Real estate can have widely different amounts of risk.  It largely depends on what it is and how it is done.

    • Anytime you borrow money to invest, risk is greatly increased.  The very nature of any investment is that there is a degree of uncertainty.  The nature of a loan agreement is the certainty that the lender requires it to be repaid.  Hence there is risk.
    • Many people are attracted to "brick and mortar" types of investments, because they are tangible and have inherient value.  That tends to reduce risk.
    • The location and nature of the area in which the property is located can add to or reduce risk.  A mining town may boom for a time and then virtually disappear.  At the same time, a well diversified metropolitan area will tend to drive growth.
    • Purchasing an investment property is far less risky than lending money to a developer to prepare plans and get a development underway.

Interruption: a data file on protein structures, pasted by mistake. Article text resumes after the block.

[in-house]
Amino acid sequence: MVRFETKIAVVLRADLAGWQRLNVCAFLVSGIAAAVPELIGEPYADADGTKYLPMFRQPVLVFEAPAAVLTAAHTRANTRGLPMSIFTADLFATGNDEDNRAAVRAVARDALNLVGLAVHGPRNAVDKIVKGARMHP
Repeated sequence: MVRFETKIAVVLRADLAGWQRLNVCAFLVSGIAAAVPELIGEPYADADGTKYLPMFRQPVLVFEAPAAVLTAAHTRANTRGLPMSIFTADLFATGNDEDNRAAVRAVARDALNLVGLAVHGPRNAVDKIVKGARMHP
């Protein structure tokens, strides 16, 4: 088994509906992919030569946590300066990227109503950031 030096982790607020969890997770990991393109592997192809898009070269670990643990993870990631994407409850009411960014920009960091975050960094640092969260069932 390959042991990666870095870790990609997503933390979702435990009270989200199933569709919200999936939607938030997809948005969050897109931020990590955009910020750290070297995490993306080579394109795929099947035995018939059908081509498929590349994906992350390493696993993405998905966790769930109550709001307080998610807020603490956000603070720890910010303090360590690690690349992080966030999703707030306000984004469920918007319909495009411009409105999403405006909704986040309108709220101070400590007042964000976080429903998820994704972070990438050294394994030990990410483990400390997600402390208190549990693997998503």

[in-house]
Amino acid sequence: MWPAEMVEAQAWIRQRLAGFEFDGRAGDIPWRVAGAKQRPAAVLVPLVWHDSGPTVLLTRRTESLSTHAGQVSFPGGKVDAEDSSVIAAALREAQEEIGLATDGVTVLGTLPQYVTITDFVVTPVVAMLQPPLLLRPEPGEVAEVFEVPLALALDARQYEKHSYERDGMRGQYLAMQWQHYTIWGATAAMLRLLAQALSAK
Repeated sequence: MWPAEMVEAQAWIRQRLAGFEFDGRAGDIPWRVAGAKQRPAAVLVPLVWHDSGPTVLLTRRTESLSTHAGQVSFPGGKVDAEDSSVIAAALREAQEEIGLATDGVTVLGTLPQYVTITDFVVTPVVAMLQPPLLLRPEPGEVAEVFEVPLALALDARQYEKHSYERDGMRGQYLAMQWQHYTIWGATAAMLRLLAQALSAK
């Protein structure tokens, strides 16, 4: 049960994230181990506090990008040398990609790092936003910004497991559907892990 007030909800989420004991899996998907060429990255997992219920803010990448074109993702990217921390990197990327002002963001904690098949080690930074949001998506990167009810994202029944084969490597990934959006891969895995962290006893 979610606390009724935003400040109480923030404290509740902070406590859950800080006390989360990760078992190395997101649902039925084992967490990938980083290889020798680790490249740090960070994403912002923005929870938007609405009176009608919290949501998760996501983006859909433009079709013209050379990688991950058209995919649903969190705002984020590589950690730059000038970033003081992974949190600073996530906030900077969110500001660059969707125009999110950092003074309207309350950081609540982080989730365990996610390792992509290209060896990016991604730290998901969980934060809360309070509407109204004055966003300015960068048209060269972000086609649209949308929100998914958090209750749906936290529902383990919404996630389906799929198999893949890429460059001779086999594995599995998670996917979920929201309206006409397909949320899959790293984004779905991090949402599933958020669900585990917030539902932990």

• Purchasing an existing property has risks related to maintenance issues and market desirability, while purchasing a new property off the plan has a varienty of other risks.

Investment property advice

Developing an appropriate strategy and selecting the right property is a complex matter.  We can assist you with many aspects of this.

*Please note that this tax information is provided by James Massey, authorised representative 398841 of HNW Planning Pty Ltd, AFSL 225216. Any advice is general in nature and may not be appropriate for your specific situation.

Grace Financial Services Pty Ltd and James Massey are Authorised Representatives of HNW Planning Pty Ltd, , AFSL 225216. Authorised Representative nos. GFS: 452765, James: 398841. Content of site may not be fully up to date as legislation and financial products are constantly changing. Any advice provided on this website is of a general nature not taking into account your personal objectives and situation. Such matters are important to consider prior to taking any action. Please make an appointment to discuss your specific situation so that appropriate advice may be given with regard to suitable products using current information.